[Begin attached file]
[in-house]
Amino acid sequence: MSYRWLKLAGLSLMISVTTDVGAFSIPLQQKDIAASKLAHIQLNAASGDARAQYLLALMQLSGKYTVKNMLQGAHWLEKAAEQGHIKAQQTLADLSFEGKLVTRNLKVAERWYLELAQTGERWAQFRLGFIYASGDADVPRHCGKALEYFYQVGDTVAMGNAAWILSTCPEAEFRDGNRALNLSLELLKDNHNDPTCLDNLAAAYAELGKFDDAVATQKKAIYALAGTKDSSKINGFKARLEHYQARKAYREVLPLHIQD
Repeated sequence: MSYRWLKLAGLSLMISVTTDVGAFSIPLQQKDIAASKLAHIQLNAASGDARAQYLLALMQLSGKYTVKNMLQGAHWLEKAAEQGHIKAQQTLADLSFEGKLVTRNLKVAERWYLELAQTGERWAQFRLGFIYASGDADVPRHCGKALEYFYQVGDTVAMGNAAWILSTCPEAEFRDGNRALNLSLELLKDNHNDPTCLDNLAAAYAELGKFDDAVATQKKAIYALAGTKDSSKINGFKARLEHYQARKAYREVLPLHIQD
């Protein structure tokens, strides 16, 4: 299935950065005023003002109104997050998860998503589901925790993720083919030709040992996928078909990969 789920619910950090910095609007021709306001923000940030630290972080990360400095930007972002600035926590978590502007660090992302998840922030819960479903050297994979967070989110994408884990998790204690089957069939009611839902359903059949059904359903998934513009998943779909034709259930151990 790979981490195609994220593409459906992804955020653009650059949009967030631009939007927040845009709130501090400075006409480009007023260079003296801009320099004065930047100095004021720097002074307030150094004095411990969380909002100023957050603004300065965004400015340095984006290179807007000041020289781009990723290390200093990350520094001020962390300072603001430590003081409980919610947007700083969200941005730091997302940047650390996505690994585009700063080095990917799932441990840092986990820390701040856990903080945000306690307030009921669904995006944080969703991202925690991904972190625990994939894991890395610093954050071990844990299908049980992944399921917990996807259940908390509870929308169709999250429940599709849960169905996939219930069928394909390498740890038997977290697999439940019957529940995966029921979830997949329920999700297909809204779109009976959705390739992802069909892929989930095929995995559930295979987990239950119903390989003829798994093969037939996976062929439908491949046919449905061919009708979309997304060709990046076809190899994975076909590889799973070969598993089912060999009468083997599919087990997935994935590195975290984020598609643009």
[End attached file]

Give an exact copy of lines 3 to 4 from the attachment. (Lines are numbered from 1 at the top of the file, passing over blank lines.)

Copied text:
Repeated sequence: MSYRWLKLAGLSLMISVTTDVGAFSIPLQQKDIAASKLAHIQLNAASGDARAQYLLALMQLSGKYTVKNMLQGAHWLEKAAEQGHIKAQQTLADLSFEGKLVTRNLKVAERWYLELAQTGERWAQFRLGFIYASGDADVPRHCGKALEYFYQVGDTVAMGNAAWILSTCPEAEFRDGNRALNLSLELLKDNHNDPTCLDNLAAAYAELGKFDDAVATQKKAIYALAGTKDSSKINGFKARLEHYQARKAYREVLPLHIQD
């Protein structure tokens, strides 16, 4: 299935950065005023003002109104997050998860998503589901925790993720083919030709040992996928078909990969 789920619910950090910095609007021709306001923000940030630290972080990360400095930007972002600035926590978590502007660090992302998840922030819960479903050297994979967070989110994408884990998790204690089957069939009611839902359903059949059904359903998934513009998943779909034709259930151990 790979981490195609994220593409459906992804955020653009650059949009967030631009939007927040845009709130501090400075006409480009007023260079003296801009320099004065930047100095004021720097002074307030150094004095411990969380909002100023957050603004300065965004400015340095984006290179807007000041020289781009990723290390200093990350520094001020962390300072603001430590003081409980919610947007700083969200941005730091997302940047650390996505690994585009700063080095990917799932441990840092986990820390701040856990903080945000306690307030009921669904995006944080969703991202925690991904972190625990994939894991890395610093954050071990844990299908049980992944399921917990996807259940908390509870929308169709999250429940599709849960169905996939219930069928394909390498740890038997977290697999439940019957529940995966029921979830997949329920999700297909809204779109009976959705390739992802069909892929989930095929995995559930295979987990239950119903390989003829798994093969037939996976062929439908491949046919449905061919009708979309997304060709990046076809190899994975076909590889799973070969598993089912060999009468083997599919087990997935994935590195975290984020598609643009």